Lady Gaga at the Oscars
Lady Gaga holds hands with survivors of sexual abuse after singing her Oscar-nominated song "Til It Happens to You" at the 88th Academy Awards in Hollywood, California February 28, 2016 Reuters/Mario Anzuoni

Empowerment and unity were the talk of breakfasts across the nation this morning as Australian women -- and men -- commemorated International Women’s Day (IWD), a day dedicated to celebrating women and their achievements.

However, as IWD organisers themselves recognise, there is still a lot of work to be done to achieve global gender parity and reach the UN’s goal of a ‘Planet 50-50’ in gender equality by 2030.

Here are four incidents and realisations from just the first two months of this year -- from being stereotyped by emojis to receiving death threats for breastfeeding in public -- that show how far we still have to go.

1 | The Fear of 'Feminism'

The 1970’s suffragette, marching with her sisters with a poster held high, is what many associate with ‘feminism’. But for some, the term comes along with the idea that men are on the opposing team, and that all feminist acts or statements are “man-hating”. This troublesome definition has seen many women reject the idea of feminism, including it seems, Australian Minister for Women Michaelia Cash.

Cash rejected identifying herself as a feminist while appearing on ABC’s Q and A program, which took place on Monday, the eve of International Women’s Day. Following her surprising statement, the shock only continued when shock jock Alan Jones admitted he saw himself as a feminist. Fellow feminist panellists Mia Freedman and Senator Penny Wong responded to Cash with confusion.

“It troubles me that Alan Jones is willing to label himself a feminist, but our minister for women isn’t,” said Freedman.

2 | Unseen Stereotypes

The representation of women has been a consistent topic of discussion, but Always, a company that produces female sanitary products, decided to ramp up the debate for 2016 International Women’s Day. In a new campaign, Always shows that stereotyping can be present in even the smallest of ways, including the little faces in our phones that often speak for us when words just can’t.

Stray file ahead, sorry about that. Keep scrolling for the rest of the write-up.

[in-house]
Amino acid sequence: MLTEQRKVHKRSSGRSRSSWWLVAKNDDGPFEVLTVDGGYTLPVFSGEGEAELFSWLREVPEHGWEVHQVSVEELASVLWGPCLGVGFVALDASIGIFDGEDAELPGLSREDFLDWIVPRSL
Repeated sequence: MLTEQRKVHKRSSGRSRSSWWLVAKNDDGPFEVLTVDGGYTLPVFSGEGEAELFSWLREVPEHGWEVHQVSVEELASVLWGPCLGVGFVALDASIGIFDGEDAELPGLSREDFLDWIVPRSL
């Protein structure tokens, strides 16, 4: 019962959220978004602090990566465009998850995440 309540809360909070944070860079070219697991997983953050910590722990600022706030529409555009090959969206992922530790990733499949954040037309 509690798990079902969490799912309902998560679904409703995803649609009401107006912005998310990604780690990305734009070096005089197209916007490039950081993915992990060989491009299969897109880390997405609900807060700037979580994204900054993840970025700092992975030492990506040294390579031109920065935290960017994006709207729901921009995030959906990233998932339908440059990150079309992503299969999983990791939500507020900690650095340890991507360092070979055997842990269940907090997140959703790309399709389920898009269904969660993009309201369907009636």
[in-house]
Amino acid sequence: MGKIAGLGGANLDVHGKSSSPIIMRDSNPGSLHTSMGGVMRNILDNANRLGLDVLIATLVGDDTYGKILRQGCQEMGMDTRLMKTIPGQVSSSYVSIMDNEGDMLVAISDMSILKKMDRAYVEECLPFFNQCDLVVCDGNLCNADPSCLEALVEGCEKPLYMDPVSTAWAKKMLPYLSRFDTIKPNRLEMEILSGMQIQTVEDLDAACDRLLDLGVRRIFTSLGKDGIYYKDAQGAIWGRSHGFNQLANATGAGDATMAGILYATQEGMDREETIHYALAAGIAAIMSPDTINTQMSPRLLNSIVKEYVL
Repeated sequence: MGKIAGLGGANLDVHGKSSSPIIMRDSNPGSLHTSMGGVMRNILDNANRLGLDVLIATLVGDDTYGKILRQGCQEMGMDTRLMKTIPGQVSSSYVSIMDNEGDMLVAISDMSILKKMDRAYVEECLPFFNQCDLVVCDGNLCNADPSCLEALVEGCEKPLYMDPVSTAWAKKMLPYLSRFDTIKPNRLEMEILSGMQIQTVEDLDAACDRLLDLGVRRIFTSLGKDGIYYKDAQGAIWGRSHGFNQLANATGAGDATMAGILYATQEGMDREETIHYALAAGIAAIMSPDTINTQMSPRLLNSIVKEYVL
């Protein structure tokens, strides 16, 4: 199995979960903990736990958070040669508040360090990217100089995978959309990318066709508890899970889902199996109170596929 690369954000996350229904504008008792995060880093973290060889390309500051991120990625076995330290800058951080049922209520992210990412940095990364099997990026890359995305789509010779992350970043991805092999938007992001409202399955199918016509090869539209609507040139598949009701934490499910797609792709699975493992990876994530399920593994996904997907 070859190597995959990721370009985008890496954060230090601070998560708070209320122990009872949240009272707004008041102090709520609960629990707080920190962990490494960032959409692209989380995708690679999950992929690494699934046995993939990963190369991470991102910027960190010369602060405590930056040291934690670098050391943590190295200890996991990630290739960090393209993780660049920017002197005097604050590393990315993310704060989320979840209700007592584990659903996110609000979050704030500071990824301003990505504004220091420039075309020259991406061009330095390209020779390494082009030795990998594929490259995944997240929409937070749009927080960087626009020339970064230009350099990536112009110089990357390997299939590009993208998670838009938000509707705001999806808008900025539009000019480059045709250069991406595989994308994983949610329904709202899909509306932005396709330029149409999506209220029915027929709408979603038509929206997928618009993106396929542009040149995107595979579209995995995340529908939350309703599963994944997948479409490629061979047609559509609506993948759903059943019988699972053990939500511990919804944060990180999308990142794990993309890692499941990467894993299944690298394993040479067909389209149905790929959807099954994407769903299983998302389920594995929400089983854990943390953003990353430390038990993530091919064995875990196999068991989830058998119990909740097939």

Emojis have moved towards diversity and LGBT acceptance, but the progression regarding female roles however seems to have been forgotten. You’ll notice brides and girls fussing over their hair and nails. You’ll notice male doctors and athletes. You won’t notice noteable professions or athletes with feminine traits, because they aren’t available.

Always presented their campaign using emojis to add a fresh perspective to the conversation surrounding the stereotyping and representation of women.

"It was so interesting to hear these girls talk about emojis and realise how the options available to them are subtly reinforcing the societal stereotypes and limitations they face every day,” director, Lucy Walker said.

3 | Being Shamed For Calling Out Sexual Assault

The beginning of the year saw a US judge rule that singer Kesha could not terminate her contract with Sony, despite her allegations that she had been sexually assaulted by Sony producer Dr. Luke.

Kesha’s girl pals rallied with her, from Taylor Swift’s donation to Lady Gaga’s interview with Carson Daly, where she shared that standing behind Kesha was important to her, partly because of her own sexual assault experiences.

However, Lady Gaga also reminded the public that Kesha’s allegations were not uncommon within the industry.

“The truth is, I feel like she’s being very publicly shamed for something that happens in the music industry all the time, to women and men,” Lady Gaga said.

4 | Breastfeeding in Public

An Ohio mother, Ellen Bradford, was left with hate mail and death threats after being photographed at a US presidential campaign rally in Cleveland for Bernie Sanders breastfeeding her baby.

The image went viral on the internet

“A hungry baby is a hungry baby,” Bradford told ABC News Cleveland. “There is no, ‘I’m feeding you in 10 minutes.’ It’s, ‘I’m feeding you right here, right now, or you’re screaming.’”

Sanders responded using twitter, the same tool that caused such animosity.

Following this incident, hashtags began through social media providing support for Bradford, including #feelthebern and #boobsforbernie.